The next time you’re slinging angry birds across the glass expanse of your iPhone screen, think about the dead laborers caught in the fray during manufacturing. Apple knows their products are made on the backs of underpaid, sometimes underage laborers working in unsafe conditions; their attempts at fixing these crimes against humanity are weak. Until they do more than sending report-writing auditors overseas, we have to stop buying Apple products.
The first world seems to be divided into two parts: the Apple users, and everybody else.
Even those who swear by Android might have an errant iPad lying around. Hell, I have an old iPod nano rotting in a drawer somewhere. Apple products have gained cultural importance in our modern web-crazed society, but the production of such convenient gadgets comes at a grave human price.
Recent events have unearthed unethical labor practices and safety hazards in Apple’s Chinese factories that have resulted in injury and death, and we’ve all got blood on our hands. No matter how nifty it’d be to have Apple’s latest and greatest gadget at the tips of your oh-so-tech-savvy fingers, its novelty pales in comparison to the anguish of underpaid, unprotected and, at times, underage laborers.
The Apple supplier code of conduct states their aim to be “to provide safe and healthy working conditions, to use fair hiring practices.” Yet according to The New York Times, Apple has reported that more than half of their suppliers have violated at least one aspect of the code of conduct every year since 2007. This included unpaid overtime, use of underage and even involuntary laborers, and facilities missing safety equipment.
The controversy peaked when two facilities experienced fatal explosions that killed four and injured 77. Foxconn, the Taiwanese electronics manufacturer that makes Apple products, has been responsible for making workers clean iPads with the paralyzing and nerve-damaging chemical n-hexane injuring 137 in 2010. So while you whittle your thumbs on the iPhone’s touch-response surfaces, the fingers of the people who wipe that screen clean could be rendered forever immobile for the sake of your fleeting entertainment.
In response to various criticisms, Apple has simultaneously joined and hired the Fair Labor Association to independently audit Apple facilities. But the move is all for show. Since Apple now writes the FLA paychecks, its ability to fairly evaluate its new benefactor is questionable at best. Sure enough, the FLA president recently assured Apple’s facilities in China were “first-class” and “above average of the norm” during their most recent inspection beginning Feb. 13.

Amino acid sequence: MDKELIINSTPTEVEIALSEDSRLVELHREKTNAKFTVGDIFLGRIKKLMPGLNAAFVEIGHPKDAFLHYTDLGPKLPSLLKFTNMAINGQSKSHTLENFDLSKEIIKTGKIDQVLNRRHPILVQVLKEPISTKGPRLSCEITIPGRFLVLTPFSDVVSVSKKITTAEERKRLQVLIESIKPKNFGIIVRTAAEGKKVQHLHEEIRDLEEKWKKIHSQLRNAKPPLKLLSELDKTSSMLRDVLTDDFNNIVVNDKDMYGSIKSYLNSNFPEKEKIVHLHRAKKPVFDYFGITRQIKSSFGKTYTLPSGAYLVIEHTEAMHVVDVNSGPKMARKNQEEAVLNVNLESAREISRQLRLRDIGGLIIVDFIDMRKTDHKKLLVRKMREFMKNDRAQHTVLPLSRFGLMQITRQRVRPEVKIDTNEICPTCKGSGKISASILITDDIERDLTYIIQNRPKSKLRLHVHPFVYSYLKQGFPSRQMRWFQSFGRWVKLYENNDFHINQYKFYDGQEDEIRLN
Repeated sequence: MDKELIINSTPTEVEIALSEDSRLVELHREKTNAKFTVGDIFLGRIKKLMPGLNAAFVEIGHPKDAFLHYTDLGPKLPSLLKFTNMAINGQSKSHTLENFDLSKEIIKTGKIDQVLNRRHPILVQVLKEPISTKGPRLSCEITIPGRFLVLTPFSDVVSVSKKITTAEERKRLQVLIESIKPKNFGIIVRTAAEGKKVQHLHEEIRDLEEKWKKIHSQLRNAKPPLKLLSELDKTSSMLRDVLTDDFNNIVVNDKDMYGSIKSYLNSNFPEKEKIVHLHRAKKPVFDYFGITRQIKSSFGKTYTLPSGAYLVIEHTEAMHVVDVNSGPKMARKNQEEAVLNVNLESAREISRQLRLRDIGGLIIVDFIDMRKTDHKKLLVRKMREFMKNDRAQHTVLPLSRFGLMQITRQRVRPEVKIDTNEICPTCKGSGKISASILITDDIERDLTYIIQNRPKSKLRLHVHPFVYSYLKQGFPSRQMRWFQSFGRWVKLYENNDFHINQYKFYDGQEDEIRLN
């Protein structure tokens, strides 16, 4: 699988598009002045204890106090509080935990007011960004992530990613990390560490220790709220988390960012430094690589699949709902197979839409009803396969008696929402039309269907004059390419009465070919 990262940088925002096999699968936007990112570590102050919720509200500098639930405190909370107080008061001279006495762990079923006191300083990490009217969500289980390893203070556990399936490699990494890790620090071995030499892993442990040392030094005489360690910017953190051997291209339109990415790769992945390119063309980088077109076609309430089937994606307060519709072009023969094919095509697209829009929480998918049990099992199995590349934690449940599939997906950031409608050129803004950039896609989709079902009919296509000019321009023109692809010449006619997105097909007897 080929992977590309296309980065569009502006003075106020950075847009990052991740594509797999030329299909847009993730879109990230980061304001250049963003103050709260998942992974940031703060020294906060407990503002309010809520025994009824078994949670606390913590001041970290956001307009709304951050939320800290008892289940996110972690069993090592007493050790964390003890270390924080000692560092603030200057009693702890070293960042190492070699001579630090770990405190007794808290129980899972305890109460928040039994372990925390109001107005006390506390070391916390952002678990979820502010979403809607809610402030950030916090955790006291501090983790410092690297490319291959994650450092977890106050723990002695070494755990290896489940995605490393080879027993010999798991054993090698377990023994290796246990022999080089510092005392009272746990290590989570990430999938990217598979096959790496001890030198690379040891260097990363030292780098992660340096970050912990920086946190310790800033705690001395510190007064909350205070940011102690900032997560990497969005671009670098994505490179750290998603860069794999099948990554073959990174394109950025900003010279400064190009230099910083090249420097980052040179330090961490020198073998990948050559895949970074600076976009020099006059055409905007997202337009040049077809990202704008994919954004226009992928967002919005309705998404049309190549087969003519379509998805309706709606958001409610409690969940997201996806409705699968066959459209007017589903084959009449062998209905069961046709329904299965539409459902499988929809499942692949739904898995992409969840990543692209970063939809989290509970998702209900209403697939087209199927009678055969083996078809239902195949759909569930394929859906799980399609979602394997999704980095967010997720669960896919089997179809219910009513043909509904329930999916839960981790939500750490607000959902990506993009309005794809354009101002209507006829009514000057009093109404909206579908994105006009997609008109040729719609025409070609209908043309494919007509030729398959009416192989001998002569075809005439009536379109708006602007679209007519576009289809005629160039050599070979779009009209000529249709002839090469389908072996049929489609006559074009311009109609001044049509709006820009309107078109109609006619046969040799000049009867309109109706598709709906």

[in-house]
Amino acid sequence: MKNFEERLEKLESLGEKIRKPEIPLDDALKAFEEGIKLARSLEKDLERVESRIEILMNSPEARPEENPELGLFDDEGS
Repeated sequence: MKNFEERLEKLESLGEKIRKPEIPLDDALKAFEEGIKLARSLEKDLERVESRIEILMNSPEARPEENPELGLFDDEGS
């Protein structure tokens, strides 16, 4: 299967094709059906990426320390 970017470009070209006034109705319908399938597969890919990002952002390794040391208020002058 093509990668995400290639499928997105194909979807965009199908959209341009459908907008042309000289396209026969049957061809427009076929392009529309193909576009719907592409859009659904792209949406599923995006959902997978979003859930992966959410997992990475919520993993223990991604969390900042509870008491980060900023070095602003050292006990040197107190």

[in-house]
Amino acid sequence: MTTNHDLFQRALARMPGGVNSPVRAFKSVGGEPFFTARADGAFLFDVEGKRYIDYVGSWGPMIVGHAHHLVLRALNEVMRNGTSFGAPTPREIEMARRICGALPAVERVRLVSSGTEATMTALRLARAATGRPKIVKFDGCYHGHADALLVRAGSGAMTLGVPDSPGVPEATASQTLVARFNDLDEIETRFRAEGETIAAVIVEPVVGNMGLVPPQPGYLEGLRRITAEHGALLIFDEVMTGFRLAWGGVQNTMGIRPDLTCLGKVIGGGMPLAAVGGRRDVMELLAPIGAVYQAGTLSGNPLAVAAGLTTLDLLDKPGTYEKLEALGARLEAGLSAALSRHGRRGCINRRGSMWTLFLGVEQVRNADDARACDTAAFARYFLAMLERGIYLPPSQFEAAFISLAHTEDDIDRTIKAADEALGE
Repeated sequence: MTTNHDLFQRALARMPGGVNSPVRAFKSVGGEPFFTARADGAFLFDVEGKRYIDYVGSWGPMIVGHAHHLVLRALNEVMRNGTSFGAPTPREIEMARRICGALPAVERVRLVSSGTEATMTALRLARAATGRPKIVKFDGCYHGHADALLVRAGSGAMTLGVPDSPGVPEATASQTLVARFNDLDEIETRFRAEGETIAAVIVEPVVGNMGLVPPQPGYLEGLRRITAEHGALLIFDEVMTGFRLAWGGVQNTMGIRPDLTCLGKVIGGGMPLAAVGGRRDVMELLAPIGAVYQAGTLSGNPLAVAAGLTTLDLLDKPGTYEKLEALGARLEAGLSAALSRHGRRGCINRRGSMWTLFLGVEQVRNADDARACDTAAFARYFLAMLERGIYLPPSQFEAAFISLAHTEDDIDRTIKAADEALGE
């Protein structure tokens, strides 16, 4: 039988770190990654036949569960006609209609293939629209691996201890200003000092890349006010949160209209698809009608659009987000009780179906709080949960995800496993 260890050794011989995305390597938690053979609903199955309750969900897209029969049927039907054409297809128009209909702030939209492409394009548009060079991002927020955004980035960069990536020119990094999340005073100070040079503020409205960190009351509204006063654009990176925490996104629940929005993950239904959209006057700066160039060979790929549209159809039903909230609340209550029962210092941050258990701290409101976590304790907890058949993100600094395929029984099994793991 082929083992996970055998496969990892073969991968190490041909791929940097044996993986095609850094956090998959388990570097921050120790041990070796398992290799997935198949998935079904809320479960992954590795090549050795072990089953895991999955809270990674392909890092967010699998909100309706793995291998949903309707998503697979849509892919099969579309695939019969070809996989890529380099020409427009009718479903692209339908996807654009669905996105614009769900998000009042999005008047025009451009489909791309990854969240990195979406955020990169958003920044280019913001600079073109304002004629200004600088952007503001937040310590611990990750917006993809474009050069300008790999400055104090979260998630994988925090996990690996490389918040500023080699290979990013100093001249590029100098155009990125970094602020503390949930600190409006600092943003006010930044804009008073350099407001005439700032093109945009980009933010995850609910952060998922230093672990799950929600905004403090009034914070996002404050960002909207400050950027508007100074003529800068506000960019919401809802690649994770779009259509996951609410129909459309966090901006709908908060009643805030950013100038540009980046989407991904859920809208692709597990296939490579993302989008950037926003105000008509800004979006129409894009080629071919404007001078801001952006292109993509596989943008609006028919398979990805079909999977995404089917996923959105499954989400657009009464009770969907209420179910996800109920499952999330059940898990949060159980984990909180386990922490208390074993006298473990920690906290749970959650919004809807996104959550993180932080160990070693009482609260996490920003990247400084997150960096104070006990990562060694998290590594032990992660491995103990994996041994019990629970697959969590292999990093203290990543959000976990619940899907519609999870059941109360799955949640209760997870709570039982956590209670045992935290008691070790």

So much for independence.
Despite the news, Apple has remained a monstrously successful company. Apple products are still wildly popular, while Chinese workers toil for unfair wages and in hazardous environments. And while San Francisco is famous for its liberal views, the popularity of the products counteracts its ethically-conscious stance.
It’s like listing yourself as a Christian on your Facebook profile, while burning bibles and eating babies in the backyard. The San Francisco Bay Area alone houses 10 of the chain stores. If we city dwellers want to be consistent in our views, we should refrain from buying more Apple products until its labor practices are fairly evaluated by truly independent auditors, and refined.
Apple can afford to spend the big bucks to ensure fair labor. In its last 14-week quarter, the company pocketed $13.06 billion in net profits. An entity whose signature products have undergone more than 100 percent unit growth can stand to spend a little more to pay additional workers to regularly check its Chinese facilities have proper safety equipment, and to hire administrators to monitor the fair payment of workers.
Apple is not the only tech giant using unethical practices. Even in separate industries like the food industry or the textile industry, the human injustices are insurmountable. Even other tech companies like Dell and HP are Foxconn clients.
So while buying other brand name products might not be as effective as steering clear of the technology sector altogether, doing so might send a message to the iPhone giant that their leadership can change the world. As the leader of the tech world and one of the most successful tech ventures in the world today, Apple has the financial advantage and cultural clout to become an effective global leader in ethical manufacturing.
So when Apple launches their new mystery product Wednesday, do not be one of those soulless drones drooling in front of your web browsers, oogling the next little widget they’ve cooked up. Remember your brethren overseas, breathing poisonous fumes, fearing disaster and risking their well-being and their lives for your knick knack. Send Apple a message by not taking a bite.